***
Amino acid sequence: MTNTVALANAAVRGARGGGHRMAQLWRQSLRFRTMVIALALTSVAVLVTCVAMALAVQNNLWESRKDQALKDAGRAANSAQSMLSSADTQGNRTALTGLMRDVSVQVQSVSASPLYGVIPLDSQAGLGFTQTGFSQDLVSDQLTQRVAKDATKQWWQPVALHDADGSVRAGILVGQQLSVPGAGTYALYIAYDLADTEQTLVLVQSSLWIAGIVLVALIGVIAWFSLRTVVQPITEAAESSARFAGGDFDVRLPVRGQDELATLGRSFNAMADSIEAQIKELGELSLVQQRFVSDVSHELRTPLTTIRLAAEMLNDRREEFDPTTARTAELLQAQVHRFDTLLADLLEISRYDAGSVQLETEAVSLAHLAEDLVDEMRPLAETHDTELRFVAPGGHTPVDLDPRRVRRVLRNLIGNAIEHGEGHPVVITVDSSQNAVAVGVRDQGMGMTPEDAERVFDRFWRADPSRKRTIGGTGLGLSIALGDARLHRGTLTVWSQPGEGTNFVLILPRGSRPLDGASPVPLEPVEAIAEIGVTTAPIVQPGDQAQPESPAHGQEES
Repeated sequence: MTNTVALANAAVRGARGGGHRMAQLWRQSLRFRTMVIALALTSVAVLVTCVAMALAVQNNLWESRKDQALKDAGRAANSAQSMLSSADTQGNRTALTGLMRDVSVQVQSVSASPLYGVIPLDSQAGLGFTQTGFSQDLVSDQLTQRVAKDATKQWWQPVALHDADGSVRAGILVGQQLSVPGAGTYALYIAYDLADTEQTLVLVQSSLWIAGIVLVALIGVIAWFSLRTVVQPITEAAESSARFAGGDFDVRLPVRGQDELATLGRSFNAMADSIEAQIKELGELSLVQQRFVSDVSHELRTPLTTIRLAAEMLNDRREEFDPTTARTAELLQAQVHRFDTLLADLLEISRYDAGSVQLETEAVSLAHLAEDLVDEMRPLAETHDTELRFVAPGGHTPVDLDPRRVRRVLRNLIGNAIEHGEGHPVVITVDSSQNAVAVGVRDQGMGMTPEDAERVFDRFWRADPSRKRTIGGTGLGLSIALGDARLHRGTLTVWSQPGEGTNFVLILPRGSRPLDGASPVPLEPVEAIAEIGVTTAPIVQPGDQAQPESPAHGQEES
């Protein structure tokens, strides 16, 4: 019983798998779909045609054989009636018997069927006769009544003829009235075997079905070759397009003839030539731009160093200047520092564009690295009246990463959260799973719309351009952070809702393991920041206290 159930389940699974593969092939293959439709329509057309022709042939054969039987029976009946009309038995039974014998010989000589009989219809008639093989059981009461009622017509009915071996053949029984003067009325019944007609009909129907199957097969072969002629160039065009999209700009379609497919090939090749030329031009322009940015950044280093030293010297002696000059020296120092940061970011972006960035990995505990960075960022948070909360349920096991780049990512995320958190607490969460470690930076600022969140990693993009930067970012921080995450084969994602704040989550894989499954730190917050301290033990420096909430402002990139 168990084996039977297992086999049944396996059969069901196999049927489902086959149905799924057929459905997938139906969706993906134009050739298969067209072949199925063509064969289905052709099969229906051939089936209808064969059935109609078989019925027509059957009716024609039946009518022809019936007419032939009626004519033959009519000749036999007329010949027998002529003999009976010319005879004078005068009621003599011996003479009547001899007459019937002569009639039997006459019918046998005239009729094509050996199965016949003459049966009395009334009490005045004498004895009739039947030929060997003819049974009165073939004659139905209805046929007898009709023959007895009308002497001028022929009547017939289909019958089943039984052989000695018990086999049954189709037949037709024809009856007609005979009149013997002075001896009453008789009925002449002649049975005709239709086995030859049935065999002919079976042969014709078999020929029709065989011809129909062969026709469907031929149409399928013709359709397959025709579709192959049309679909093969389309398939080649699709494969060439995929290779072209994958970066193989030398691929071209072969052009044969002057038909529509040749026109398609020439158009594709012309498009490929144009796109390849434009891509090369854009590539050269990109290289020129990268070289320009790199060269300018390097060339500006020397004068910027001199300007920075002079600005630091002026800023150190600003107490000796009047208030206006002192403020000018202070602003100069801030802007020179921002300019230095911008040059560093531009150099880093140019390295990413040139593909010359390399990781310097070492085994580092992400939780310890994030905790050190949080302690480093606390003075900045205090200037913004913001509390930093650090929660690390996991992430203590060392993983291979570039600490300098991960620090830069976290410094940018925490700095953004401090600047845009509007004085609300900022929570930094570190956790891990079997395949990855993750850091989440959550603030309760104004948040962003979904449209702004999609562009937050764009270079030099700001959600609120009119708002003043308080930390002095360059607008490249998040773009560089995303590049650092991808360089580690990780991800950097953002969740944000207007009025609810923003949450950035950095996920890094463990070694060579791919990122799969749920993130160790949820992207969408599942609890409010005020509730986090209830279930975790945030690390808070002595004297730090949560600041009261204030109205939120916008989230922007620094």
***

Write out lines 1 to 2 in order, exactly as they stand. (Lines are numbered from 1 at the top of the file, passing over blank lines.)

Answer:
Amino acid sequence: MTNTVALANAAVRGARGGGHRMAQLWRQSLRFRTMVIALALTSVAVLVTCVAMALAVQNNLWESRKDQALKDAGRAANSAQSMLSSADTQGNRTALTGLMRDVSVQVQSVSASPLYGVIPLDSQAGLGFTQTGFSQDLVSDQLTQRVAKDATKQWWQPVALHDADGSVRAGILVGQQLSVPGAGTYALYIAYDLADTEQTLVLVQSSLWIAGIVLVALIGVIAWFSLRTVVQPITEAAESSARFAGGDFDVRLPVRGQDELATLGRSFNAMADSIEAQIKELGELSLVQQRFVSDVSHELRTPLTTIRLAAEMLNDRREEFDPTTARTAELLQAQVHRFDTLLADLLEISRYDAGSVQLETEAVSLAHLAEDLVDEMRPLAETHDTELRFVAPGGHTPVDLDPRRVRRVLRNLIGNAIEHGEGHPVVITVDSSQNAVAVGVRDQGMGMTPEDAERVFDRFWRADPSRKRTIGGTGLGLSIALGDARLHRGTLTVWSQPGEGTNFVLILPRGSRPLDGASPVPLEPVEAIAEIGVTTAPIVQPGDQAQPESPAHGQEES
Repeated sequence: MTNTVALANAAVRGARGGGHRMAQLWRQSLRFRTMVIALALTSVAVLVTCVAMALAVQNNLWESRKDQALKDAGRAANSAQSMLSSADTQGNRTALTGLMRDVSVQVQSVSASPLYGVIPLDSQAGLGFTQTGFSQDLVSDQLTQRVAKDATKQWWQPVALHDADGSVRAGILVGQQLSVPGAGTYALYIAYDLADTEQTLVLVQSSLWIAGIVLVALIGVIAWFSLRTVVQPITEAAESSARFAGGDFDVRLPVRGQDELATLGRSFNAMADSIEAQIKELGELSLVQQRFVSDVSHELRTPLTTIRLAAEMLNDRREEFDPTTARTAELLQAQVHRFDTLLADLLEISRYDAGSVQLETEAVSLAHLAEDLVDEMRPLAETHDTELRFVAPGGHTPVDLDPRRVRRVLRNLIGNAIEHGEGHPVVITVDSSQNAVAVGVRDQGMGMTPEDAERVFDRFWRADPSRKRTIGGTGLGLSIALGDARLHRGTLTVWSQPGEGTNFVLILPRGSRPLDGASPVPLEPVEAIAEIGVTTAPIVQPGDQAQPESPAHGQEES